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Morecambe Again

Also in Morecambe close to the Midland Hotel on the sea front on the other side of the road were these two Art Deco buildings.

The first was once a Woolworths.

Old Woolworths Morecambe

Here it is when it was a Woolies.

The other houses a Hitchens

Hitchens Morecambe

This is someone else’s close in view.

There was one more Deco-ish building much further along the front but time was getting short so I didn’t photograph it.

Art Deco Icon

Leaving Haworth we headed back home through Lancashire, skirting Bolton and Blackburn (plenty signposts but nary a glimpse of it from the M65) on our way to the M6 and north. We came off at junction 33A to detour into Morecambe. Mistake. The road takes you through Lancaster and the traffic was a crawl, if that.

Our destination was Morecambe – we passed the local football ground in the way in. As a seaside town we expected it to be in something of a decline but it looked in good enough nick, thriving even.

The goal was of course the Midland Hotel: designed by Oliver Hill. Its vintage is 1933 and it’s one of Britain’s signature Art Deco buildings. It has of course been featured in the Poirot TV series.

More recently, starting in 2006, it has been restored. It reopened in 2008.

This photo was taken from a distance and shows the curvature of the frontage.

View form distance.

Here is a stitch of three I took from the car park. The stitching seems to have flattened the perspective.

midland panorama

The entrance pillars are nice, too. Could do with a bit of weeding, though.

Entrance pillars at car park.

Closer in to the cylindrical tower. You can see the Eric Gill sea horse sculptures adorning the top. The glazing seems okay on the tower but the room windows look wrong.

Cylindrical entrance tower.

The view from the south. Eyes poked out on this side?

View from South.

The view from the south west, (the promenade, essentially.) To my mind the restoration has put in too much glass here. No doubt it protects the patrons from bracing winds.

View from South West.

The north side. Lovely curved entranceway and canopy – plus the glazing on the doors looks right.

View From North West

Friends of the Midland Hotel website is here.


And so via East Lancashire and West Yorkshire to Haworth. We came over the moors from Hebden Bridge through Oxenhope. This was very atmospheric as the mist was rolling around the hilltops, though not as bleak as I had been expecting and very reminiscent of moorland Scotland.

While the town of Haworth is well enough signposted the Brontë Parsonage Museum wasn’t until we had almost passed it. The village from their time we would have completely missed were it not for the museum signpost. The photo is of the original part of the building as it was in the Brontë’s time. An addition to the right was made by a later incumbent who had a sizable income.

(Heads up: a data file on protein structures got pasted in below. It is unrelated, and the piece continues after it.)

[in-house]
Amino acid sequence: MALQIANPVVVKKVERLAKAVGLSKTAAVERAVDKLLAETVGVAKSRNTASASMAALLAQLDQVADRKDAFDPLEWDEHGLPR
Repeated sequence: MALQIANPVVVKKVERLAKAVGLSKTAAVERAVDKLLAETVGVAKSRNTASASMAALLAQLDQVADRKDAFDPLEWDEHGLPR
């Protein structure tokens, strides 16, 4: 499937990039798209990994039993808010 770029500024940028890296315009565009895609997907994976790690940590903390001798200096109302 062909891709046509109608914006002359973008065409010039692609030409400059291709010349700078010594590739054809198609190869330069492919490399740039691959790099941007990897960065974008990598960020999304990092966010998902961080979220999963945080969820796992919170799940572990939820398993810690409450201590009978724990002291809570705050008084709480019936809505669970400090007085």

Brontë Parsonage Museum Haworth

The museum society’s web site is here.

The rooms are/were tiny. How they crammed two adults and four children plus servants in there is a miracle. It’s worth a visit on its own and the staff (all volunteers I believe) were very friendly. The talk and more especially the tour outside afterward were very good indeed.

When the Brontës lived there, Haworth was essentially one cobbled street on a steep hill. The old village was more or less shut when we were there, though. I think the shops – almost all Brontë or tourist related – do most of their trade on a weekend.

The church was/is down the hill a wee bit from the parsonage, separated from it by the cemetery but still uphill of the village, though. At that time table top burials (with flat, not upright, gravestones) remained in use in Yorkshire though they’d been phased out elsewhere. Apparently Haworth was the unhealthiest place in England then. The Rev Brontë was never done taking funerals. We were told that there were 42,000 dead in the cemetery – this in a space not much bigger than a penalty area!

The nature and density of the burials meant that the corpses didn’t decompose properly. Sometimes they were dug up and burned to make room for later bodies. When it rained, ground water from the graveyard would drain under the church and rise up through the floor. The smell must have been appalling. This stuff along with raw sewage would also have flowed down the street. What with that and the overcrowding – Haworth was extremely densely populated with loads of mills and such – no wonder the death rate was so high.

The views now are not at all bleak, rather pleasant actually, but it was hopelessly remote in the early nineteenth century and must have seemed like the end of the earth. Modern Haworth lies mainly across the valley from the old village.